Dear HIFA colleagues,
Interesting commentary in The Lancet Global Health, introducing a special issue that includes a large number of the papers presented at the 2019 Consortium of Universities for Global Health conference (see here for CUGH papers: https://www.thelancet.com/journals/langlo/issue/vol7nonull/PIIS2214-109X(19)X0004-2 )
Citation, abstract and a comment from me below.
CITATION: Comment| volume 7, special issue, s1-s2, march 01, 2019
Keith Martin, Zoë Mullan, Richard Horton
Overcoming the research to policy gap
Open Access Published: March, 2019
Our central challenge is therefore not a knowledge gap but a translation deficit. Given the urgencies we face, producing research is not enough. It must be translated into public policy and scaled up.
There are many causes for this translation failure. Academics and policymakers have different incentives... The two sectors fail to engage and communicate effectively with each other. Failures also exist in planning a project that restricts the impact the research could have. These include: insufficient stakeholder involvement in the creation of a research project, investing in pilot projects that are not scalable, an absence of a plan to disseminate and advocate for the research findings to be included in public policies, and a lack of a plan to scale up evidence-based solutions. At the implementation interface, deficits exist in: having a workforce with the needed management and technical skills, knowledge of existing research, and access to funding. This is particularly true in public institutions tasked with service delivery.
So how can we overcome these challenges? At the research level, stakeholders' inputs must be included from the planning stage of a study and projects should be designed with a view towards replicating and scaling up the findings. Early plans should also be made to disseminate findings to key audiences, including the general public, and respected thought leaders could be enlisted to help promote the policies. Checklists and other job support tools could be developed that can increase the use of research findings...
Researchers must get out of their comfort zones, become politically active, and communicate in powerful ways that not only inform, but also move people emotionally. Scientists must learn to communicate for impact. This will not happen through the pages of an academic journal.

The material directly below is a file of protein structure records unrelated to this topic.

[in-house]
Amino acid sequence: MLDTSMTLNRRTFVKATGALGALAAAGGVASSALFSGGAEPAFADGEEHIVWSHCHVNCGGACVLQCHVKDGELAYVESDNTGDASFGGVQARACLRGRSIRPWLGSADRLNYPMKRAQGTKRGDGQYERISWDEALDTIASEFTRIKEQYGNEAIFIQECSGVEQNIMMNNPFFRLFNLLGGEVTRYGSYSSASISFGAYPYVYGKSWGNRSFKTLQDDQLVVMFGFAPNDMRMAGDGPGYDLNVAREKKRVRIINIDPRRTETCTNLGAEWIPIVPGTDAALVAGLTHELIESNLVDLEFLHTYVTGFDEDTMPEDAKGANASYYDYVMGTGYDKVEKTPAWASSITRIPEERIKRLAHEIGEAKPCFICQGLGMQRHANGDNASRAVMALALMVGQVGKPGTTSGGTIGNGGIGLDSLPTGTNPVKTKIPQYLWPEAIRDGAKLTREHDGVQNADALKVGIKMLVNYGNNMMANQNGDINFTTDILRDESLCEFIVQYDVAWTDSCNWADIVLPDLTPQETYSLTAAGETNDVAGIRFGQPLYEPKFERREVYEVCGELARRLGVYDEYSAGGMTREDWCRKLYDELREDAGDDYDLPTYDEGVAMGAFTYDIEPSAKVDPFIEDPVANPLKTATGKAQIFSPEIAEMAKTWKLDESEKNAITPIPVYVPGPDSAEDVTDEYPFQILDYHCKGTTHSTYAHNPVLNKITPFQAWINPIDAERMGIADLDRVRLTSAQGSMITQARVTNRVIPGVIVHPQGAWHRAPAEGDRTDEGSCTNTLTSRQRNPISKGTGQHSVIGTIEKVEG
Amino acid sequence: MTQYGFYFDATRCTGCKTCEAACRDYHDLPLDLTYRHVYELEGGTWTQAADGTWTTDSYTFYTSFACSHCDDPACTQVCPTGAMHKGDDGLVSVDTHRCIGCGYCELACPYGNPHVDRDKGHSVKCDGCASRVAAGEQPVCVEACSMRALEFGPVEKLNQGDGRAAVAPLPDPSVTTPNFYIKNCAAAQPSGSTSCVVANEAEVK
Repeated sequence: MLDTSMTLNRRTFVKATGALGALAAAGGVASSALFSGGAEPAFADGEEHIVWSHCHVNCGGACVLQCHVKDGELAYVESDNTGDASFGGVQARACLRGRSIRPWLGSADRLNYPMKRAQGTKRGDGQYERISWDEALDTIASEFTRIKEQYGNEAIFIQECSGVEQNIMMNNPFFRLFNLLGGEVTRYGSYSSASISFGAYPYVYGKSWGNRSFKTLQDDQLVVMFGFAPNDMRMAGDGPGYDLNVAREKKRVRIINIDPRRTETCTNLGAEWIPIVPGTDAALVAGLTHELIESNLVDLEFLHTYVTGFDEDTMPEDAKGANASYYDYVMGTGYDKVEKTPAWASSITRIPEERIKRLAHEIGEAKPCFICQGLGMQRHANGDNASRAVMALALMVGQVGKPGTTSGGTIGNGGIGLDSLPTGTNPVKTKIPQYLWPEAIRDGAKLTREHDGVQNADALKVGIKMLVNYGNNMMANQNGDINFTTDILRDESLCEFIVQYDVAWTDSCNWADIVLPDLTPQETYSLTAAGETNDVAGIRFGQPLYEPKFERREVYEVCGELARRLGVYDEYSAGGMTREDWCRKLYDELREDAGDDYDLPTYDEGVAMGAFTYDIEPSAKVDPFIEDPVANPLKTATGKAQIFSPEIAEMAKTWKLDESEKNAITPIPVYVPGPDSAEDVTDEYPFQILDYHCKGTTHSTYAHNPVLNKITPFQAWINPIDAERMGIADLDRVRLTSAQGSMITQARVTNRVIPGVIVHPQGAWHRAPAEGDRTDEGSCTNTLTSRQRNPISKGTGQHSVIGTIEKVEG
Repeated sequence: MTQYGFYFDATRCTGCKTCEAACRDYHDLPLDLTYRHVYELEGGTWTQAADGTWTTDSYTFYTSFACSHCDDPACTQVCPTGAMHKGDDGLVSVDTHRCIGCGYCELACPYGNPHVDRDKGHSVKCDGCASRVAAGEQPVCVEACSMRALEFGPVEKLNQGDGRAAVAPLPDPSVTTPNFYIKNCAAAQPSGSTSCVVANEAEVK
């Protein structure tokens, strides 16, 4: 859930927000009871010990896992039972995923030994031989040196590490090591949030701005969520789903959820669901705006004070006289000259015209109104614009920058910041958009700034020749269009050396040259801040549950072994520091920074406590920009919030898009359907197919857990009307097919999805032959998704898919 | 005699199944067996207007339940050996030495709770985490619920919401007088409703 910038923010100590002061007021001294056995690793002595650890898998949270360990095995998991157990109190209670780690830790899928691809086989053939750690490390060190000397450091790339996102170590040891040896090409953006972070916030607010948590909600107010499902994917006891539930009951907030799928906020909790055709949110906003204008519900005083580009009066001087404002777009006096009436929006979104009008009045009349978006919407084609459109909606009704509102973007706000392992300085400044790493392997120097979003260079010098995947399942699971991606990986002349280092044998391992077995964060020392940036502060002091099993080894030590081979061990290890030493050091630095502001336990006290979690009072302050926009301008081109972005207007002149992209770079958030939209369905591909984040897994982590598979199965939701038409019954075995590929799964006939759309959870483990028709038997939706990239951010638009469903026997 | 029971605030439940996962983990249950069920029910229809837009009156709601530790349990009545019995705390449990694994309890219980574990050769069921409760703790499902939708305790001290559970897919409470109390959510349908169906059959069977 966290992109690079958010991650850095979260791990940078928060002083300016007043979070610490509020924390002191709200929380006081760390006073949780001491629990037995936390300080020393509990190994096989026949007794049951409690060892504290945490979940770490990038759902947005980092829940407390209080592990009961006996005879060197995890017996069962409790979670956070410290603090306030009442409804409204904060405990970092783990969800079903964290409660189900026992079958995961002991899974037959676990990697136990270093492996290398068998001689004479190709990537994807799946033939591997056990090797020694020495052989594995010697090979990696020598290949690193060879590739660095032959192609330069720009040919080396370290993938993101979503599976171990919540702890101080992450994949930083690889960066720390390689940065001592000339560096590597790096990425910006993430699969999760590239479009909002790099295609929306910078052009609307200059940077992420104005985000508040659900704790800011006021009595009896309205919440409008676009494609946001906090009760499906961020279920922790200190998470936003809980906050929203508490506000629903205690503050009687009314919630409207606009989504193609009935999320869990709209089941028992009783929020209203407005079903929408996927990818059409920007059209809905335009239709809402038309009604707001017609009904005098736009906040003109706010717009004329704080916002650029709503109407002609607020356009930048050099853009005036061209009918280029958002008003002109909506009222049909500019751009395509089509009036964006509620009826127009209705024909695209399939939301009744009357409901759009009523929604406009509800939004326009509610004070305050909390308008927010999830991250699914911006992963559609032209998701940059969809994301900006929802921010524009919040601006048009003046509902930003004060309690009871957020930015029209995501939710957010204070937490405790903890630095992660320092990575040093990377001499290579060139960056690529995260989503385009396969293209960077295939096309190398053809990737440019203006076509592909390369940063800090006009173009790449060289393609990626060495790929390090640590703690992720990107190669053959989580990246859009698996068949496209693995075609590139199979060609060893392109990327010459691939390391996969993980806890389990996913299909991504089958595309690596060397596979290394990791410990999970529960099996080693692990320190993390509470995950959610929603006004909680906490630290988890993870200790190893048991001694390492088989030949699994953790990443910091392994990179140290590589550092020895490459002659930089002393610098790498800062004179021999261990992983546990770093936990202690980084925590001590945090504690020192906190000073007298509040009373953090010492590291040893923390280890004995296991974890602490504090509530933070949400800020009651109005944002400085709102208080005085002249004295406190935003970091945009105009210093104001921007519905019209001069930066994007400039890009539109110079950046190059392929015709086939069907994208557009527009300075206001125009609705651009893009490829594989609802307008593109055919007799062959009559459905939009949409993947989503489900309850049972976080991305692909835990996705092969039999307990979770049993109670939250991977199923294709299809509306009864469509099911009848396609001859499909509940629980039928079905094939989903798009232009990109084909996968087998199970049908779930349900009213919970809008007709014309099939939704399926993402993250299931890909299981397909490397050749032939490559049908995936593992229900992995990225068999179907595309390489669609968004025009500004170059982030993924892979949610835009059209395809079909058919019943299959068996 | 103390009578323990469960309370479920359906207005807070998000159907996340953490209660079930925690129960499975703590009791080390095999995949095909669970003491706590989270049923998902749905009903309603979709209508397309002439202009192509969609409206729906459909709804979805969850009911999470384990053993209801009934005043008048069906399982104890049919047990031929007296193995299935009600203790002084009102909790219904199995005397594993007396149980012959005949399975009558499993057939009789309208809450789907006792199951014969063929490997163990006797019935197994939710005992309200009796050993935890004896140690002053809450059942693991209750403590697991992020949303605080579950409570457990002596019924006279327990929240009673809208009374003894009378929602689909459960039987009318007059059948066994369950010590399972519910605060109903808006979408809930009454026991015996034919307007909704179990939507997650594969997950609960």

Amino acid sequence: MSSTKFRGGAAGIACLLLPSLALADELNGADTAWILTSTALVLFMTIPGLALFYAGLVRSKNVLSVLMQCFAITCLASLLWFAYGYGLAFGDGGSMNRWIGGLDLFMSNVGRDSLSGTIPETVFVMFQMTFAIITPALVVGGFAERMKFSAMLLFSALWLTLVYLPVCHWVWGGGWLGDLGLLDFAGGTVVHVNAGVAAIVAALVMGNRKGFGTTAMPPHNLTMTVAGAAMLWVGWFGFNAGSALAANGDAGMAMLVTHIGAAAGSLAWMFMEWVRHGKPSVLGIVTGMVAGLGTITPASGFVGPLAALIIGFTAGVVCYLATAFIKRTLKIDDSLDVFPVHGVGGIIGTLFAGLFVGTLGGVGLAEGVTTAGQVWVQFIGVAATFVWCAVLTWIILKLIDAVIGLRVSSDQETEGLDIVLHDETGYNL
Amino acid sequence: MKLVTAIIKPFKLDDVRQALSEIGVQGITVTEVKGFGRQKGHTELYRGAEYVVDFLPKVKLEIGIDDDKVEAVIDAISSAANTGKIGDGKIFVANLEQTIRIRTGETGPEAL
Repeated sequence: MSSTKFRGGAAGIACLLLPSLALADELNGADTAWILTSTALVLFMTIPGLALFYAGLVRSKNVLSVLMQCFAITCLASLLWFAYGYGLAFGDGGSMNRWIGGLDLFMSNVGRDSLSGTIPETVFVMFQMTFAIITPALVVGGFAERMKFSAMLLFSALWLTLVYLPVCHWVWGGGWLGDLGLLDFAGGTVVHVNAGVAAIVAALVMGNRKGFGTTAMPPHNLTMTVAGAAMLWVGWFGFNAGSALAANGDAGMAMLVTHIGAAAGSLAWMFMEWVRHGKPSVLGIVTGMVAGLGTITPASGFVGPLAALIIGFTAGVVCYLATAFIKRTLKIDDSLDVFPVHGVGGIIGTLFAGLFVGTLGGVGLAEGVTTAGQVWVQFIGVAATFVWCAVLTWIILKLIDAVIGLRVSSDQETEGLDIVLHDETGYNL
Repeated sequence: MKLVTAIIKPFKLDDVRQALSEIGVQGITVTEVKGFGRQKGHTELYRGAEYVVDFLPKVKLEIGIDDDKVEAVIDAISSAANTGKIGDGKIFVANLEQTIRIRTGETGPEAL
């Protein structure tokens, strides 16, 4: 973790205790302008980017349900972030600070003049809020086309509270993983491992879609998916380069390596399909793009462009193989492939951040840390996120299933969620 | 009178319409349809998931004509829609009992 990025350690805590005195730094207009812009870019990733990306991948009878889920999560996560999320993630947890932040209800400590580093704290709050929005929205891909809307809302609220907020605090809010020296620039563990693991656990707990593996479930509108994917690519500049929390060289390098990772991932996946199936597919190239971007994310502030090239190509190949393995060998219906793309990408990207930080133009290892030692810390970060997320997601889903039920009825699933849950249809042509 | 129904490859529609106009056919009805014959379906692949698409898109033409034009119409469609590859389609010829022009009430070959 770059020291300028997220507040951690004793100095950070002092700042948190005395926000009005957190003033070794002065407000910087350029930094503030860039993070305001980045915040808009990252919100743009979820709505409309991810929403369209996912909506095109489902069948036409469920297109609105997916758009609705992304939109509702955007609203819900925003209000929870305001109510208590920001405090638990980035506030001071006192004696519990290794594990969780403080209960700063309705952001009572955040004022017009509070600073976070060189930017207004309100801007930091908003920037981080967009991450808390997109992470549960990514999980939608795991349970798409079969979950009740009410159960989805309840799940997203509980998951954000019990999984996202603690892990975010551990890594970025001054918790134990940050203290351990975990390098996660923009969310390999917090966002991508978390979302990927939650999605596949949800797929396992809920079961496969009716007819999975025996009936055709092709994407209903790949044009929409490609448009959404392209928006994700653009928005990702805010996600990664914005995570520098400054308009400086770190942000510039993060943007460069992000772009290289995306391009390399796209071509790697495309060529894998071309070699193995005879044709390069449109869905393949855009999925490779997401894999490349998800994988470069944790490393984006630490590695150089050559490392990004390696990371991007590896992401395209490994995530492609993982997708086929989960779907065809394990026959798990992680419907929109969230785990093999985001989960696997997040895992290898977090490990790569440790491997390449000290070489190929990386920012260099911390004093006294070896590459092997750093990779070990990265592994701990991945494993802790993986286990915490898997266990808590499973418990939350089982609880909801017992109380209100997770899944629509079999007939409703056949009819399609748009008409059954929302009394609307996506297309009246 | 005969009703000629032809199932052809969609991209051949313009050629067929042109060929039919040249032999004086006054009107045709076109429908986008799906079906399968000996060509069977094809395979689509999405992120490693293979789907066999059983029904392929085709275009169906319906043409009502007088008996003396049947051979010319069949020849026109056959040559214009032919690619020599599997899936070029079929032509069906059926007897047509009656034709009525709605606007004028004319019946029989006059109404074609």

2019 marks the 10th anniversary of the Consortium of Universities for Global Health's (CUGH's) annual conference. This year's theme, “Translation and implementation for impact”, was chosen to highlight the urgent need to implement the knowledge we produce. Over 600 abstracts were selected across seven subthemes that reflect the challenges we and our planet are facing. 18 satellite sessions convened attendees to address challenges including cancer, surgery, emergency medicine, mental health, planetary health, public health, child health, gender equality, education, research, and more. A communications workshop was held by the Pulitzer Center for Crisis Reporting to strengthen attendees' communication skills.
With funding from the Bill and Melinda Gates Foundation, CUGH is developing a network of academic advisers to engage and inform US policymakers and the public about the importance of US leadership and funding for global health programmes.
Comment (NPW): I fully agree the central challenge is a translation deficit, but it is important to recognise the key manifestation of this deficit is indeed a knowledge gap. We are talking here not about the gap of what is known to science, but the gap between what is known and the knowledge of individual policymakers, health professionals and the public. It is the second 'know' in what we have described previously on HIFA as the 'know-know-do gap'. This lack of knowledge is in turn directly related to the availability and use of healthcare information in the right language and format for the individual. As Muir Gray and Anne Brice said more than 15 years ago, 'The application of the knowledge we already possess has greater potential to improve the health of patients than any drug or technology likely to be developed in the next decade.' In hindsight, we know that the 'next decade' was much too short a timescale for comparison. The situation today in terms of 'applying the knowledge we already have' is not that much different to what it was in 2003, because we have collectively failed to make a difference. The vast majority of the tens of thousands of deaths that occur every day worldwide in 2019, just as in 2003, could have been prevented with basic life-saving interventions, most of which have been known about for many decades.
Best wishes, Neil
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HIFA profile: Neil Pakenham-Walsh is coordinator of the HIFA global health campaign (Healthcare Information For All - www.hifa.org ), a global community with more than 19,000 members in 177 countries, interacting on six global forums in four languages. Twitter: @hifa_org FB: facebook.com/HIFAdotORG email@example.com